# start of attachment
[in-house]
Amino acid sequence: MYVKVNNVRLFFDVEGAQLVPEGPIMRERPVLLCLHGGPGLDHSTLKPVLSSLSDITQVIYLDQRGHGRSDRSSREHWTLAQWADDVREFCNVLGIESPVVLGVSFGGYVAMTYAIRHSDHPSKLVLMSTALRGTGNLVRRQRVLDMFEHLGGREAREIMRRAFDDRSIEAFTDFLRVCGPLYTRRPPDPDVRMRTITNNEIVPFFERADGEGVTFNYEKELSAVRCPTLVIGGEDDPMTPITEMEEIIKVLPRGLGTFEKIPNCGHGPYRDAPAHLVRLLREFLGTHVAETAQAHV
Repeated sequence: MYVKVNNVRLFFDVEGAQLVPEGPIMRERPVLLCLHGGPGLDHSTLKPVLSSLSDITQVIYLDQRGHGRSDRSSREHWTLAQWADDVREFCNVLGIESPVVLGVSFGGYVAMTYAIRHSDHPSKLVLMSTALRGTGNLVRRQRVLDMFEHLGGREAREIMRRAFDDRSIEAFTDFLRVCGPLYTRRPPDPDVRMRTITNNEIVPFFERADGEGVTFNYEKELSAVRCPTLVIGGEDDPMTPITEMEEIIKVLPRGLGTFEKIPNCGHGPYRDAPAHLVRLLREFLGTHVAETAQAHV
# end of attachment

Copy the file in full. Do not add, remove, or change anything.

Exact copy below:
[in-house]
Amino acid sequence: MYVKVNNVRLFFDVEGAQLVPEGPIMRERPVLLCLHGGPGLDHSTLKPVLSSLSDITQVIYLDQRGHGRSDRSSREHWTLAQWADDVREFCNVLGIESPVVLGVSFGGYVAMTYAIRHSDHPSKLVLMSTALRGTGNLVRRQRVLDMFEHLGGREAREIMRRAFDDRSIEAFTDFLRVCGPLYTRRPPDPDVRMRTITNNEIVPFFERADGEGVTFNYEKELSAVRCPTLVIGGEDDPMTPITEMEEIIKVLPRGLGTFEKIPNCGHGPYRDAPAHLVRLLREFLGTHVAETAQAHV
Repeated sequence: MYVKVNNVRLFFDVEGAQLVPEGPIMRERPVLLCLHGGPGLDHSTLKPVLSSLSDITQVIYLDQRGHGRSDRSSREHWTLAQWADDVREFCNVLGIESPVVLGVSFGGYVAMTYAIRHSDHPSKLVLMSTALRGTGNLVRRQRVLDMFEHLGGREAREIMRRAFDDRSIEAFTDFLRVCGPLYTRRPPDPDVRMRTITNNEIVPFFERADGEGVTFNYEKELSAVRCPTLVIGGEDDPMTPITEMEEIIKVLPRGLGTFEKIPNCGHGPYRDAPAHLVRLLREFLGTHVAETAQAHV